May 042010
Authors: Johnny Hart

So I’m something of an anomaly among journalists, especially my fellow Collegianites, in the fact that I don’t like to read very often.

It’s a bad habit, I know. But seriously, every time I try to sit down and read, I fall asleep.

It’s not that I don’t like books. And yes, the best way to become a better writer is to read the works of the greats that came before.

I guess I am just naturally incredibly gifted. Puffy chest. Smug grin.

The only time I read is when I am assigned it. And usually I don’t even get all the way through those books, if at all.

And I’m not alone. By now, a good half of you have already gotten bored by my writing –– clearly a mistake –– and started filling out the sudoku. I don’t blame you. I would too if I wasn’t writing this.

But in high school, where the bulk of my reading happened, I was fortunate to have great English classes that did have a few novels that caught my attention, at least partially.

So here’s the best of what was assigned to me. Remember, these are not all the books I’ve read. When I was younger I read “Cloudy With a Chance of Meatballs.”

Puffy chest. Smug grin.

1. ‘The Great Gatsby’

I’m pretty sure “The Great Gatsby” is the only book I’ve finished, before the due date, all the way through.

This book’s definitely my favorite of all time, maybe tied with Chuck Palahniuk’s “Choke.” But that’s just because I’m a pervert.

“The Great Gatsby” truly embodies the longing to carve out a piece of that American dream. And I’m not the only famous author to appreciate the book –– yes, I’m famous.

Hunter S. Thompson used to type the words of “The Great Gatsby” over and over again to get the feel of great writing.

Now, I’m not that crazy, but I have this strange underlying aspiration to be shot out of a cannon. Weird.

2. ‘Lord of the Flies’

Please, don’t follow in the footsteps of these lost children and kill the big pig. That’s for the butchers and the farmers to do.

I don’t want that on my conscience when I’m eating some delicious bacon. Mmmm. Bacon.

Anyway, this book is a great view into the social and psychological aspects of human nature. And though it’s pretty slow in the beginning, the action picks up a lot at the end.

But one thing I’ve never got was the conch shell, horn thing. Really, who has ever been able to use a conch shell to make noise?

3. ‘Native Son’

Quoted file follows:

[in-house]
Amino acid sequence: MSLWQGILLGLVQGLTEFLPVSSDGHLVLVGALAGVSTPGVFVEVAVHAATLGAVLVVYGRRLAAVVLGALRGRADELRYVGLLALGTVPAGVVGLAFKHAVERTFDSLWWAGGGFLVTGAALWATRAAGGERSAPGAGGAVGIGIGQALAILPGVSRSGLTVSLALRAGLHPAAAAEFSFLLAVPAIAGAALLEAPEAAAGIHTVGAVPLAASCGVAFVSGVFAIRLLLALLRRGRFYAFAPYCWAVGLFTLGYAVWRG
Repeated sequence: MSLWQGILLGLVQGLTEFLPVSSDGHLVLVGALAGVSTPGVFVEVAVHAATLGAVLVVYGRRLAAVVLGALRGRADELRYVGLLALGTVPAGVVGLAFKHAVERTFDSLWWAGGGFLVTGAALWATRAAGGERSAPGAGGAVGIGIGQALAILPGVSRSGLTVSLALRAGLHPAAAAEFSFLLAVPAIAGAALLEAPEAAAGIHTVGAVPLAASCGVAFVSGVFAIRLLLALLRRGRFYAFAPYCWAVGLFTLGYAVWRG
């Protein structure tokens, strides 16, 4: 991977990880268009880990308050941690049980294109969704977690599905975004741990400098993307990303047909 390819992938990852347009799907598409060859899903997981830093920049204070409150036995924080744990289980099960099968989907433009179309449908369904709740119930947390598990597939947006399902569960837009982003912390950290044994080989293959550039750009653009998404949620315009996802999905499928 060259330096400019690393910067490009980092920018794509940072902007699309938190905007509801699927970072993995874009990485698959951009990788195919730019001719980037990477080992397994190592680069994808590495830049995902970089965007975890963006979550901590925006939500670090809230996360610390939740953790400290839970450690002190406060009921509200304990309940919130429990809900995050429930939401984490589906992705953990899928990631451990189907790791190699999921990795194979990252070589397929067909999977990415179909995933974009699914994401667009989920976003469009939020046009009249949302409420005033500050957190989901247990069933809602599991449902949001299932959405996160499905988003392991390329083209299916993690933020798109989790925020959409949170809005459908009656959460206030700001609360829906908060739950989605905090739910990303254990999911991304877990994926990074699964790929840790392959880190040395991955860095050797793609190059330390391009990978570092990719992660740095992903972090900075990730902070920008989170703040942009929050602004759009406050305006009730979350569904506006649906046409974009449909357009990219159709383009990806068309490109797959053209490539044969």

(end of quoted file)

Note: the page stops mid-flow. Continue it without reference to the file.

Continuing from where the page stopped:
This book sort of flies under the radar as far as high school-level English courses go, but it’s a pretty important book. In fact, it makes a cameo in the movie “American History X” to illustrate the racial issues between the protagonist and his father.

This book takes a serious look on the socio-economic conditions in early twentieth century Chicago slums that housed mostly African-Americans.

“Native Son” illustrates the hardship and near impossible class ascension the black community experienced in their struggle for equality.

If you’re looking for a light-hearted read, however, don’t pick this up. It is intense.

4. ‘Inherit the Wind’

It’s hard to talk about each of these books without just saying, “This book is really good,” but in all actuality it is.

“Inherit the Wind” follows the courtroom hearings and trial against a schoolteacher who was jailed for teaching his students evolution.

This book challenged the traditional curriculums teaching creationism through an interesting, creative argument.

5. ‘Frankenstein’

There’s an interesting story behind “Frankenstein.” The author Mary Shelley, her husband and some friends spent a winter indoors, and to avoid boredom and insanity, they created a competition for which they all were to write a horror novel. The scariest story wins.

Needless to say, Shelley won the competition after being inspired by a scientific journal entry talking about the re-animation of worms.

Also, most people’s conception of Frankenstein’s monster is wrong. In fact, the monster was not named Frankenstein, and was superior in intelligence and physical attributes.

He also didn’t sing show tunes –– see Mel Brooks’ “Young Frankenstein.”


Entertainment Editor Johnny Hart has slowly drifted off to sleep. Please wait several hours, then e-mail him at

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